Hmmm content should dictate a site layout? I don't get the idea. Structure first and content is how we do things or how he taught us. Well from my perspective can also be correct. Containers, div or layout first then content.
Perhaps this question would help: Would you use the same layout for a photography portfolio and a restuarant site, or a craft/ recipe site and a doctor's website?
When I am referring to content - I am referring to the type of content (e.g. recipe/ article/ photography) which informs the underlying structure...which is why your content influences your layout and not the other way round.
As trishacornelius said, people come to your site for the content, not for the layout. If you start with a template, you'll find yourself squeezing content into a bunch of pre-defined boxes ... which may not be appropriate for the content at all. It will likely make a mess of the content, make it hard to find what's needed, and lose visitors.
Creating a website is like constructing a building: the best buildings are designed around what people actually will need to do in that building. Too many buildings are built on a kind of template that really takes no account of what people will use the building for, making the building uncomfortable, confusing and ill-suited to the need.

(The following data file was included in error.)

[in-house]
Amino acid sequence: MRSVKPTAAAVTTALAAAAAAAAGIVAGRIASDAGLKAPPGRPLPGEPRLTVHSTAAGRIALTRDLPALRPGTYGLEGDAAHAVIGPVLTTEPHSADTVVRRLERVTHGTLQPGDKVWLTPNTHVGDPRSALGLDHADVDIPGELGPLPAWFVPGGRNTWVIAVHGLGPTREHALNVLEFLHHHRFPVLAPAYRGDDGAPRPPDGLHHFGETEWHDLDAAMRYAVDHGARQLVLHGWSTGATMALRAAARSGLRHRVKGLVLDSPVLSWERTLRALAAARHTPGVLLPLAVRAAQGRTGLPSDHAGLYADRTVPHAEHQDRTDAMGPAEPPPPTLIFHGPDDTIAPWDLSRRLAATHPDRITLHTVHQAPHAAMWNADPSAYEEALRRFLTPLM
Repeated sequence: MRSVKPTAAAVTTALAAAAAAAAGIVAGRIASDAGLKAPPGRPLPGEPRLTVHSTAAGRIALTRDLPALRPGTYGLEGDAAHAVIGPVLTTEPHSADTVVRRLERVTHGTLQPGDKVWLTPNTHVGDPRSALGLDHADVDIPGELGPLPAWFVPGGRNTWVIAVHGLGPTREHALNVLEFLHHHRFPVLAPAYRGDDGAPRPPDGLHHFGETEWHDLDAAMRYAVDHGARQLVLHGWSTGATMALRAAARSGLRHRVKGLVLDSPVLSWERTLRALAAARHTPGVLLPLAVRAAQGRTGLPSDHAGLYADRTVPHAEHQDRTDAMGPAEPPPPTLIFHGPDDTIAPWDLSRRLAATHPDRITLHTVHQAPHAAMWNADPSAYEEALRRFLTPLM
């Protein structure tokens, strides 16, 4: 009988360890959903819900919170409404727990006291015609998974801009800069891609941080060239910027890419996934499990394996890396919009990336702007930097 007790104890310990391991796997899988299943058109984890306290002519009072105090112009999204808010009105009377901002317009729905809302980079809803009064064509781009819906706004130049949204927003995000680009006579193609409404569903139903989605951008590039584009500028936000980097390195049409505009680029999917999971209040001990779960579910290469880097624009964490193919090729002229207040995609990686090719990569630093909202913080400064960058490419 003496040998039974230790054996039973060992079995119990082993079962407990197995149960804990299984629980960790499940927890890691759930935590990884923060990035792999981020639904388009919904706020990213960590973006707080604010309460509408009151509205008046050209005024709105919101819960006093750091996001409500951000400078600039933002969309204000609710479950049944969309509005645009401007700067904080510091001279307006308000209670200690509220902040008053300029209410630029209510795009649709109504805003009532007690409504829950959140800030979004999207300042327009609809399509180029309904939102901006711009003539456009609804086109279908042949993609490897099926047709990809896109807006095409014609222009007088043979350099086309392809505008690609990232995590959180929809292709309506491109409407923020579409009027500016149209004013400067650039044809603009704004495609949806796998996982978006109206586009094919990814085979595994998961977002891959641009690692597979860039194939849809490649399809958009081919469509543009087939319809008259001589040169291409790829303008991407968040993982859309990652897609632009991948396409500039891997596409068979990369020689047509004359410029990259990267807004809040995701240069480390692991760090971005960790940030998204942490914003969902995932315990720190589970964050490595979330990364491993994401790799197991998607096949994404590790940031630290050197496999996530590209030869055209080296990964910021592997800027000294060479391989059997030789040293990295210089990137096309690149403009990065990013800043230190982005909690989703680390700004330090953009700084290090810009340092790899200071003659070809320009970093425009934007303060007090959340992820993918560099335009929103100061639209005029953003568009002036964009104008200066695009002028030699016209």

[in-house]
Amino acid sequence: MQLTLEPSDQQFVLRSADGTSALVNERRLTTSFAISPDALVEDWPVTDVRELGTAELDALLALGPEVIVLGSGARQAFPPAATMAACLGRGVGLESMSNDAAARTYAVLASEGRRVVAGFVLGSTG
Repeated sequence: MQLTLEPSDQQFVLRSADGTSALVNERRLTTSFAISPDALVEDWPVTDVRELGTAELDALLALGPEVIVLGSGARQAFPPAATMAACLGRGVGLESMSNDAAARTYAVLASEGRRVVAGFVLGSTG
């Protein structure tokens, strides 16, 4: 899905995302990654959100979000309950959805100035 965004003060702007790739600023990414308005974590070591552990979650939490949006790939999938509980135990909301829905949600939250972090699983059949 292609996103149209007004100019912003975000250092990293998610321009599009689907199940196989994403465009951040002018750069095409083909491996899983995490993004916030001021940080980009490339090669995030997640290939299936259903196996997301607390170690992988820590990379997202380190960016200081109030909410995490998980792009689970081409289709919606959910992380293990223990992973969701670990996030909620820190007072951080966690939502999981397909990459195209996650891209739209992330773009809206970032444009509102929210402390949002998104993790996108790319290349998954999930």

IT courses tend to have a poor reputation for being out of touch with standards and best practices.
I think i understand now regarding your explanation and i think i have read about this in themeshaper.com. Having a balance of structure and content and removing un-wanted structure.
That's exactly it...the bottom line is always start with the question of what is it that people will be doing on the site.
Design is for people, not for machines
Thanks for the information really appreciate it. By the way in the design and development in making a wordpress theme. The design starts by encoding the website in HTML/CSS first. I mean a fully functional website in HTML/CSS. Then slicing each parts of the index.html into header.php, index.php, footer.php so on and so forth to be ready for wordpress. Of course there are additional codes to added.